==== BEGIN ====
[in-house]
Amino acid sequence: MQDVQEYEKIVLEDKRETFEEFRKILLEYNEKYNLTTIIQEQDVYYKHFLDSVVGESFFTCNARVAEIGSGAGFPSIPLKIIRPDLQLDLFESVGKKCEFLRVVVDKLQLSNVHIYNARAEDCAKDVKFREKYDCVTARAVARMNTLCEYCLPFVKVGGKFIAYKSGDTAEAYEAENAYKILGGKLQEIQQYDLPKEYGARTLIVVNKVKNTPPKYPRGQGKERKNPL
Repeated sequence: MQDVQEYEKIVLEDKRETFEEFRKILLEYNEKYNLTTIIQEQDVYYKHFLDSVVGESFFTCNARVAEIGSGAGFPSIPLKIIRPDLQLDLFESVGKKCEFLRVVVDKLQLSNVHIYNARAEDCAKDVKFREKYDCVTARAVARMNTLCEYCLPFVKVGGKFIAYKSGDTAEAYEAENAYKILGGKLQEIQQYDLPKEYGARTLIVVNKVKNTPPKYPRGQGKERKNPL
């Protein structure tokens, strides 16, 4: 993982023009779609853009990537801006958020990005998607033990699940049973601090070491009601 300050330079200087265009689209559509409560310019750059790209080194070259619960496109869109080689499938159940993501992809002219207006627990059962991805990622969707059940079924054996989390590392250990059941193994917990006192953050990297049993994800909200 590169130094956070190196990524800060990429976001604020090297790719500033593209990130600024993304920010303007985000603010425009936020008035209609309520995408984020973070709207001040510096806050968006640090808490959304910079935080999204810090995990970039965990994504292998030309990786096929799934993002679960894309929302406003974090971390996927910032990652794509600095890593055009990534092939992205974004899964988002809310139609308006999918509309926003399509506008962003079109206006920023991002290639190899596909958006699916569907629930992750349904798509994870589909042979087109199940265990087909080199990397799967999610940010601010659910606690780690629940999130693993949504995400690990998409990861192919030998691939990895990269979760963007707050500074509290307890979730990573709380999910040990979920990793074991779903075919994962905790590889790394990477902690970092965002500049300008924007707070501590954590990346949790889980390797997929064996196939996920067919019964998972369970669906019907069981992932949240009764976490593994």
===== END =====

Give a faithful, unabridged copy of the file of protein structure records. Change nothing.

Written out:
[in-house]
Amino acid sequence: MQDVQEYEKIVLEDKRETFEEFRKILLEYNEKYNLTTIIQEQDVYYKHFLDSVVGESFFTCNARVAEIGSGAGFPSIPLKIIRPDLQLDLFESVGKKCEFLRVVVDKLQLSNVHIYNARAEDCAKDVKFREKYDCVTARAVARMNTLCEYCLPFVKVGGKFIAYKSGDTAEAYEAENAYKILGGKLQEIQQYDLPKEYGARTLIVVNKVKNTPPKYPRGQGKERKNPL
Repeated sequence: MQDVQEYEKIVLEDKRETFEEFRKILLEYNEKYNLTTIIQEQDVYYKHFLDSVVGESFFTCNARVAEIGSGAGFPSIPLKIIRPDLQLDLFESVGKKCEFLRVVVDKLQLSNVHIYNARAEDCAKDVKFREKYDCVTARAVARMNTLCEYCLPFVKVGGKFIAYKSGDTAEAYEAENAYKILGGKLQEIQQYDLPKEYGARTLIVVNKVKNTPPKYPRGQGKERKNPL
């Protein structure tokens, strides 16, 4: 993982023009779609853009990537801006958020990005998607033990699940049973601090070491009601 300050330079200087265009689209559509409560310019750059790209080194070259619960496109869109080689499938159940993501992809002219207006627990059962991805990622969707059940079924054996989390590392250990059941193994917990006192953050990297049993994800909200 590169130094956070190196990524800060990429976001604020090297790719500033593209990130600024993304920010303007985000603010425009936020008035209609309520995408984020973070709207001040510096806050968006640090808490959304910079935080999204810090995990970039965990994504292998030309990786096929799934993002679960894309929302406003974090971390996927910032990652794509600095890593055009990534092939992205974004899964988002809310139609308006999918509309926003399509506008962003079109206006920023991002290639190899596909958006699916569907629930992750349904798509994870589909042979087109199940265990087909080199990397799967999610940010601010659910606690780690629940999130693993949504995400690990998409990861192919030998691939990895990269979760963007707050500074509290307890979730990573709380999910040990979920990793074991779903075919994962905790590889790394990477902690970092965002500049300008924007707070501590954590990346949790889980390797997929064996196939996920067919019964998972369970669906019907069981992932949240009764976490593994």